In our current budget crisis, when our legislators are considering deep cuts across the board, how do legislators explain to their constituents that they are extending a multi-million dollar bailout to wealthy beachfront homeowners?
Yesterday, I led a hike in Montreat Wilderness.
OK, so it's not really very wild but it has 2,500 acres set aside in perpetuity for hiking and exploration. Though Montreat Conference Center is private, it allows the public to visit and hike on their land.
Our first destination was Lookout Rock - see me in the top picture.
It was a good climb from Lake Susan and the group wandered all over the rocks, admiring the views and taking pictures from its edge. They were being edgy.
That is the original and true meaning of the word, edgy.
On the edge doesn't mean being nude, using four letter words or getting high. On the edge means walking on a narrow precipice or cliff. I don't have fear of heights but I have to use all my concentration to negotiate this edge until the trail widens. That is risk taking behavior, not getting drunk or sitting at home smoking or inhaling some chemical.
The media has taken the word edgy and coopted it to mean outrageous, but physically very safe, behavior. Most people don't behave outrageously. They are content to sit on their couches, eating chips and dips and watch others having behave ridiculously.
Cooking shows are now using edgy chefs. As people cook less and less, they watch more cooking shows, not realizing that all the food is prepared ahead of time.
For most walkers, including the two other people on Lookout Rock, this is the extent of their Montreat hike. But we continued on the E. Ridge Trail and Mt. Mitchell Trail to Pot Cove Gap. After lunch, we went down to the Trestle Trail and walked on the new Greybeard Trail. The switchbacks on the new trail have been beautifully graded. For that, we have the Montreat trail crew to thank.
We had wonderful views of the mountains and crossed a minor waterfall. To my surprise, we saw three young men on dirt bikes come roaring on the trail - illegally, of course. They may have thought they were edgy but they couldn't cross the small waterfall that we had crossed handily, so they turned around as soon as they could maneuver their bikes.
Below is a picture of our Carolina Mountain Club group - none under 50 and some much, much older.
I'd love to take some of these passive folks, teens and adults, alike who watch edgy reality shows and take them on a short hike, just to Lookout Rock.
Almost all would be able to get to the rock eventually. But would they enjoy it? Would they be willing to go on to a full-day hike? Or would they want to go back to their edgy show?
For all outdoor people - hikers, climbers, mountain bikers and others, I reclaim the word edgy. Let's climb a mountain and walk on its edge.
Yesterday, I attended a board meeting for the Great Smoky Mountains Association. GSMA is the nonprofit that runs the bookstores in the visitor centers at Great Smoky Mountains National Park. In addition, it also publishes many of the books, maps, pamphlets and calendars that it sells.
The organization is now building the new Oconaluftee Visitor Center, just inside the park from Cherokee. I had the privilege of getting an insider's tour before our meeting. I put on a hard hat and walked past yellow tape, half-installed exhibits and smiling construction workers.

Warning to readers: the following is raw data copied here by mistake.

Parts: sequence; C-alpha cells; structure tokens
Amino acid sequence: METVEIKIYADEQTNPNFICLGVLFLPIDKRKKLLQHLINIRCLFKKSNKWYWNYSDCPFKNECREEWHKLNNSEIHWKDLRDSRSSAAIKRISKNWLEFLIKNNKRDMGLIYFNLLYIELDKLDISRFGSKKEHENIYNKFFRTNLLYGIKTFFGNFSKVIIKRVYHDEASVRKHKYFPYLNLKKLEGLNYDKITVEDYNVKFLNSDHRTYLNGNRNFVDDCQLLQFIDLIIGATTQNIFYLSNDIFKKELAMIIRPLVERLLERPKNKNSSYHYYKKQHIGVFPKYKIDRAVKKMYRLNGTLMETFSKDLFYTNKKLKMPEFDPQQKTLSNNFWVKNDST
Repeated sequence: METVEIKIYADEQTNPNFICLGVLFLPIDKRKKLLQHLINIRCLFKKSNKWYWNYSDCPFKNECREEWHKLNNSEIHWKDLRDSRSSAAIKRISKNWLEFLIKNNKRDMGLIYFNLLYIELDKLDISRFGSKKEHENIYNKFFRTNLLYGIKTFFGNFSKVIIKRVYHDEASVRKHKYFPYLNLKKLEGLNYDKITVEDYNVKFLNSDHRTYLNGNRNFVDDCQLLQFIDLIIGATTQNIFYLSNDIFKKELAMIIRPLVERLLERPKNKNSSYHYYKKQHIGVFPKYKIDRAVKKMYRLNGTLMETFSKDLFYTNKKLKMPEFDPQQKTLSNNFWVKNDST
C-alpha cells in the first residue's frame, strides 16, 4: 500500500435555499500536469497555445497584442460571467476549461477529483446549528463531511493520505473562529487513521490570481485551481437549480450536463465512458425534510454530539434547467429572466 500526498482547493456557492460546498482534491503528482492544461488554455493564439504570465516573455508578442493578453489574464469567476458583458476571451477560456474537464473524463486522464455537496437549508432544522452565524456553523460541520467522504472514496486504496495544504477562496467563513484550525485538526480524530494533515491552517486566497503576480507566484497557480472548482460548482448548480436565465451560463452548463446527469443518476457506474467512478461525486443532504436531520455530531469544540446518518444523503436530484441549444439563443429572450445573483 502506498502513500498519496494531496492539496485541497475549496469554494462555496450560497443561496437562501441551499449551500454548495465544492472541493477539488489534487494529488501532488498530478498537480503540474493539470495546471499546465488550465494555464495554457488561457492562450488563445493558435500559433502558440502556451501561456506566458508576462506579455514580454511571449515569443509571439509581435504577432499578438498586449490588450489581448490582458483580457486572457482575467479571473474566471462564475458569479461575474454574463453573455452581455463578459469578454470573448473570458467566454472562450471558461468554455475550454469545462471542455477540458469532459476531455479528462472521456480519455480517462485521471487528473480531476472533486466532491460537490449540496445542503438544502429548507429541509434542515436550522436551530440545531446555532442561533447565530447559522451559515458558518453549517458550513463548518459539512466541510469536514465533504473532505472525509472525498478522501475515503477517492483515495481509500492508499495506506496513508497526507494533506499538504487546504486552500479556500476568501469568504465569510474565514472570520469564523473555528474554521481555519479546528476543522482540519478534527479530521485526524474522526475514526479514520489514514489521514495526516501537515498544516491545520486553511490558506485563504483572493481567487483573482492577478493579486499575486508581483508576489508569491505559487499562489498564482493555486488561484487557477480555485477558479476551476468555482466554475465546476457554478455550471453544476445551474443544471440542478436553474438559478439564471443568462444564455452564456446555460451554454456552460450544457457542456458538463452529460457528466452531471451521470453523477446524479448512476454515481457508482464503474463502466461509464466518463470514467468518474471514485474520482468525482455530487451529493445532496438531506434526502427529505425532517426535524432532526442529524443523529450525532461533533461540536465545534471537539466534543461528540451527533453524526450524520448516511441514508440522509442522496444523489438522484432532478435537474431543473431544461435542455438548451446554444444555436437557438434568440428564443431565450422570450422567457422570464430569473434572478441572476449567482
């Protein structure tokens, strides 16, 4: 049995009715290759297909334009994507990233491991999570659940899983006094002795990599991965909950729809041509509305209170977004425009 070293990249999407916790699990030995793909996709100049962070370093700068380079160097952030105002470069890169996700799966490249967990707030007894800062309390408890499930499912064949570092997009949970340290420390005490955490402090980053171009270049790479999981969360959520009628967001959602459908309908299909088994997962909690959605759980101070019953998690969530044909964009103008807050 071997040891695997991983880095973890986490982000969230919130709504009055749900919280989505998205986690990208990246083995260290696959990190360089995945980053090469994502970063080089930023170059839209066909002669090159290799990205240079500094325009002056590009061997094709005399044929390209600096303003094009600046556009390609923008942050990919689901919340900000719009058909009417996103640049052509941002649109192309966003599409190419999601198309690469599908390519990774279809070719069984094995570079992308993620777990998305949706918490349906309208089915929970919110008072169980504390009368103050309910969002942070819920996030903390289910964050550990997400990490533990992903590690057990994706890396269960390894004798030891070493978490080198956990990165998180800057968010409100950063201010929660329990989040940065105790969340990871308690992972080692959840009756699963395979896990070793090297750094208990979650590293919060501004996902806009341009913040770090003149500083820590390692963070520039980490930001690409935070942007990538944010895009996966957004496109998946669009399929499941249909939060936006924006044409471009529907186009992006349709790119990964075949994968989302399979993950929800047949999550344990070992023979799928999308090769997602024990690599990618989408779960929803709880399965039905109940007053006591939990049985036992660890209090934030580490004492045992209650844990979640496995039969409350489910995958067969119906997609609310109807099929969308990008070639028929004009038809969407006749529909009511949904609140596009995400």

The building is awesome and bigger than the current one. The exhibits will emphasize the cultural history of the settlers. and will feature subjects like food, crafts, farming and, yes, moonshine.
The visitor center doesn't look quite ready for visitors now. But if all goes well, there will be a grand opening for the public on Friday April 15. The time has not yet been announced. But watch this spot in the next few weeks.
Put it on your calendar.
Land for Tomorrow has sent out this action alert.
Urge NC legislators to maintain current funding levels for the conservation trust funds.
The state’s four conservation trust funds are at serious risk in current budget discussions at the General Assembly. These trust funds (Clean Water Management, NC Natural Heritage Trust Fund, Parks and Recreation and Agricultural Development and Farmland Preservation) have preserved hundreds of thousands of acres of family farms, forests, stream banks, game lands, parks, greenways and scenic vistas.
If these trust funds seem very theoretical to you, note that these cuts include the NC Parks that administer our beloved state parks.
State conservation funding has already been reduced by almost 50 percent.
Key legislators are considering zeroing out funding for the Clean Water Management Trust Fund (CWMTF) and the Agricultural Development and Farmland Preservation Trust Fund (ADFPTF). Now is not the time for further reductions. We need to keep the conservation momentum going. Please contact your legislators today and urge them to maintain current funding levels for CWMTF and ADFPTF.
You can go to their action page and fill in their form. But a well-written letter in the mail is taken much more seriously.
Five Carolina Mountain Club members will discuss the pleasures and challenges of walking all the trails in the Great Smoky Mountains National Park.